The problem(s) with viral

I’ve long had a problem with the word “viral” when used in phrases like “viral marketing”, “viral video” and related contexts. I haven’t always been able to explain exactly why in a succinct way.

Judging from his blog and the work he does, Kevin Marks is a guy who understands the web. He absolutely nails it with this blog post about the scammy connotations of viral. He suggests we retain the word “viral” but use it solely for “exploitatative applications that violate trust to reproduce against the interests of their hosts”. Love it. It’s worth reading in full, as well as this earlier post How not to be viral.

Marks’ emphasis here is on companies who create software, citing the photo sharing service Flickr as a good example of somewhere that supports “fruitful social interactions”.

Our emphasis is slightly different. In my experience the word “viral” is also used for funny videos and other online content that spreads rapidly.

For marketers discovering YouTube and other services, as methods for spreading a “brand message”, the word viral can be seductive because it implies a smaller investment of effort. (Let the viral do the work and go home early!) But of all the viral videos you can name, how many can you associate with a specific company or product? It makes a good straw poll for colleagues whenever they mention the dreaded word.

Viral videos often merely advertise themselves. That is, you remember the video but seldom remember the company. It comes back to another one of my bugbears, which is the over-emphasis on hit count or view count as metrics of success. We’ve never met a client whose sole aim was to notch up a million video views, it might help the ego but it just isn’t an objective in and of itself.

At Native, we recognise the value of good marketing – but what we do seldom intersects with interruption advertising or one-way broadcast videos and the like.

That’s because we hold that good marketing is far more than spreading a brand message. Good marketing is being aware of what people are saying about you, helping customers with problems, meeting them on their terms, making a quality product or service – and providing or supporting spaces where customers can talk to each other. These principles apply offline. Now online we have some great opportunities and tools to do these things in new ways.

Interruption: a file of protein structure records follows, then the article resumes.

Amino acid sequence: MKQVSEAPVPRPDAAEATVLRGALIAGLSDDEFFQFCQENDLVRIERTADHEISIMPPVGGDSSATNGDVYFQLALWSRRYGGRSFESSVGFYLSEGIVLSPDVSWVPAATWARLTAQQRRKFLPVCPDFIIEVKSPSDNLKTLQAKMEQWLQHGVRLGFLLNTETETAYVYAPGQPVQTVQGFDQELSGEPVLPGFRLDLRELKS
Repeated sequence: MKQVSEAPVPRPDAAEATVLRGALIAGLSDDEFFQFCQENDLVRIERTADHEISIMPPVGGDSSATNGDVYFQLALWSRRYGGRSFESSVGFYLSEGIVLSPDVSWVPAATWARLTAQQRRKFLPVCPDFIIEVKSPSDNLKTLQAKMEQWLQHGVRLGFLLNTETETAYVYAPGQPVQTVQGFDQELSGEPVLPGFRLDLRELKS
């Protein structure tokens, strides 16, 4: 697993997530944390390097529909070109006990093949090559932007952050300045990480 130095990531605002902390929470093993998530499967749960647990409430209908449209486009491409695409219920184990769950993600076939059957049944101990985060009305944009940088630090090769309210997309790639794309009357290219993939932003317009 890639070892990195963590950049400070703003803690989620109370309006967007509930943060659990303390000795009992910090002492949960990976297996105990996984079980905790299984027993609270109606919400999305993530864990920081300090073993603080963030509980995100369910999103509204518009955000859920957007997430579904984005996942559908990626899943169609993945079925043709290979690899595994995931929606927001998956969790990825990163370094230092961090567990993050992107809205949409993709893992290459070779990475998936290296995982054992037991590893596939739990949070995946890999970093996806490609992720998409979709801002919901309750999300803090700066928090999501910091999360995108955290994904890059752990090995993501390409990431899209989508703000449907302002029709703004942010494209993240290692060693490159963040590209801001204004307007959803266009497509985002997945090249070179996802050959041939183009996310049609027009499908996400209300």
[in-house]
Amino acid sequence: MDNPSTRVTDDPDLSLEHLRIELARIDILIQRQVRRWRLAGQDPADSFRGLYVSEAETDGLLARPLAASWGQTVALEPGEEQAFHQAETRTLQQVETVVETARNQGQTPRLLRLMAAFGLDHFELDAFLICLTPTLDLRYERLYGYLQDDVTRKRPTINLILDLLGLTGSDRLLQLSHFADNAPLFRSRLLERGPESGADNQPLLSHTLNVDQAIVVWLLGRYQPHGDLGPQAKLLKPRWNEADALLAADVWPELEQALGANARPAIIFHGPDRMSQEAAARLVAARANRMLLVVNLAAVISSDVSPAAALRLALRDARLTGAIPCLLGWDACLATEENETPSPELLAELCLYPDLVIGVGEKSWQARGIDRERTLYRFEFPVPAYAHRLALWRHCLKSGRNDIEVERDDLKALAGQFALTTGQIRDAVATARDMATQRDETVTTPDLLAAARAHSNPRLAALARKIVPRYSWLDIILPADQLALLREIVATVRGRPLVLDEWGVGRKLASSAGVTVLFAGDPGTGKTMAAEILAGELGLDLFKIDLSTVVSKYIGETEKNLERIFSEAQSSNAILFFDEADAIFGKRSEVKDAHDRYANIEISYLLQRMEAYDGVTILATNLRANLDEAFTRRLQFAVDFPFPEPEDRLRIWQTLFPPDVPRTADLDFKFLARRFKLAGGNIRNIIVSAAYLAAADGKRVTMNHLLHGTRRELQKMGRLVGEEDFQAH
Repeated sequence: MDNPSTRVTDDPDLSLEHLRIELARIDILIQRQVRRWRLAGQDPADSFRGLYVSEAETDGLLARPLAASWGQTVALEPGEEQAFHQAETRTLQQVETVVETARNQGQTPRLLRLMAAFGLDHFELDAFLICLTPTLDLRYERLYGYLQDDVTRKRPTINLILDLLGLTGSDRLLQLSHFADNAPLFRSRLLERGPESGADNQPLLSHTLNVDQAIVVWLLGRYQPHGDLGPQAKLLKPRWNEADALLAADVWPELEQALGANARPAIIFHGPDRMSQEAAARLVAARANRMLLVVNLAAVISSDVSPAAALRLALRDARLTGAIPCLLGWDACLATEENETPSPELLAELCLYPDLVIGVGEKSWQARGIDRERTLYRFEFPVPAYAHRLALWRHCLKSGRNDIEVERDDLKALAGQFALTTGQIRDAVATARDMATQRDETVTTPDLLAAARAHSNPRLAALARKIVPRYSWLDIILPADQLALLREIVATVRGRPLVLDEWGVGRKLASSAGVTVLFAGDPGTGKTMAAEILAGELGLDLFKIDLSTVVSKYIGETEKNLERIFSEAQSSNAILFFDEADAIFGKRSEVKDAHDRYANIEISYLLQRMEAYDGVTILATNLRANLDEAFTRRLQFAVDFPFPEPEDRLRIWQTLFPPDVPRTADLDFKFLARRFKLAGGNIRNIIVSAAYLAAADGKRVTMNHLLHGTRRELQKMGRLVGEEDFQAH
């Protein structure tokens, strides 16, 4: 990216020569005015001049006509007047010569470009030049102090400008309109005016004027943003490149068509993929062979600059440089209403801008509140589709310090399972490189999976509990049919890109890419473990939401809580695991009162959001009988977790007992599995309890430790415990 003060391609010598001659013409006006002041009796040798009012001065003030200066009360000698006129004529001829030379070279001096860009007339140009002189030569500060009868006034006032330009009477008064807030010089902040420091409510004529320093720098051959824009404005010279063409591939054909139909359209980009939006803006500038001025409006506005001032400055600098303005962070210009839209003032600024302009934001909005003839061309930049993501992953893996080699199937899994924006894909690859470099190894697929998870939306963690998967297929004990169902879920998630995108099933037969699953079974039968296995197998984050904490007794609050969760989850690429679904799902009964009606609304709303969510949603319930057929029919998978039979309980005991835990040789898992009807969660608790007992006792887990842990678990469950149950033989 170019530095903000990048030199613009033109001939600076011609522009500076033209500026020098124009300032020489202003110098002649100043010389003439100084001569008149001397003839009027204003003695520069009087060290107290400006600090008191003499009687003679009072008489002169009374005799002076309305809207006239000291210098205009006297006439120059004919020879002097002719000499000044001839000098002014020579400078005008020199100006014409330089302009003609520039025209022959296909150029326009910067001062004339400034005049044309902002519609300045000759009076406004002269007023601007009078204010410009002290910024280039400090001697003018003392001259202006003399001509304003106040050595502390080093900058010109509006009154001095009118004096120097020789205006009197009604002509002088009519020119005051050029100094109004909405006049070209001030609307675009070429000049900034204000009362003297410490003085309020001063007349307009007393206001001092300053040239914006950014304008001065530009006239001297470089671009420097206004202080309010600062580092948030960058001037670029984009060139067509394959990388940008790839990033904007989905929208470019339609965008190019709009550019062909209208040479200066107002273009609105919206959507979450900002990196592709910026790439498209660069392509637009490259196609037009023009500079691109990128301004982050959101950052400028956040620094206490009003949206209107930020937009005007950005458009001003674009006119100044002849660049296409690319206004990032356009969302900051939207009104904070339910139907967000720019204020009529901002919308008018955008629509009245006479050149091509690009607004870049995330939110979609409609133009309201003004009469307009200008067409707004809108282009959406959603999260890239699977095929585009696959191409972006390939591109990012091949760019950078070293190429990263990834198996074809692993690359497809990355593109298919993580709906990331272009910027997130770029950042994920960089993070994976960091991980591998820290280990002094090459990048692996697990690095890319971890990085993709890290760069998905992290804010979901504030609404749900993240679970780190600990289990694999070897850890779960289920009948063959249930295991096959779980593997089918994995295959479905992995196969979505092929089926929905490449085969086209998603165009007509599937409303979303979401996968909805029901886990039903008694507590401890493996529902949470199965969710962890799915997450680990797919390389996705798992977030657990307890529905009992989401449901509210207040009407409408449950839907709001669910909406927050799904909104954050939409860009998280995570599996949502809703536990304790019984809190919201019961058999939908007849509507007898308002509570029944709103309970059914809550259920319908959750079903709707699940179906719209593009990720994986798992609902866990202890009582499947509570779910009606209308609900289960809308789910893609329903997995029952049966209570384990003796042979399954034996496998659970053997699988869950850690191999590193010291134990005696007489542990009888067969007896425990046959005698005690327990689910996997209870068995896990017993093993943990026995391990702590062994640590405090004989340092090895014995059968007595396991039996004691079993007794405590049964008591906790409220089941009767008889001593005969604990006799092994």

Another benefit of online is allowing niche conversations about all the subjects that relate to you and your business. These take place in text, images, audio, graphic visualisations and yes, videos.

“Viral” annoys me because it’s too much of an abstraction of the real human beings you’re trying to deal with. These people become prospects, targets, vectors, hosts. This is actually how I feel I’m being categorised when I watch TV advertising now. It’s too general and it alienates me. Besides, people don’t really talk like that. The same goes for viral videos. Actually the videos that spread most effectively are the ones that have no product or company behind them, like the “free hugs” movement. People are not stupid, they’ll assess your motives and share the videos that smell genuine.

Incidentally, often the memorable and useful videos I find online are straight-to-camera, lo-fidelity, quick, unpolished recordings, not slick adverts. This is a guideline, not a rule, but if it’s a social media conversation people are coming to expect videos that are like blog posts, not brochures.

All this is about as far from a single-message viral video as you could hope to get.

Why Business Needs To Get Social (via Forbes)

Check out Joshua-Michele Ross’ insightful article for Forbes magazine, Why Business Needs To Get Social.

In passing, he mentions the impressive 3.5 million fans which Coca-Cola has gathered on their Facebook page. In fact, that page was started by two fans, unofficially and independently, before Coca-Cola caught on.

Overall though, as Ross highlights, we should get accustomed to the word “social”.

If the last 100 years was about gaining efficiency and innovation through scale and tight control of resources and communications, the next 100 will be about finding more fluid, open models of collaboration and cooperation. Playing on this new field has different rules. It requires shifting our concept of business from a legalistic model to a social one.

It’s a bold claim but there’s something very appealing about this prediction.

Why Every Company Is A Media Company (via Mashable)

Check out this intriguing post Why Every Company Is A Media Company (from Mashable blog) about a small restaurant which dominates at least one Google search query – by having a website with some interesting, relevant, “human” content.

If you’re using businessy or corporate speak on your site, it’s a good opportunity to reconsider. People are mostly immune to that. People like real voices!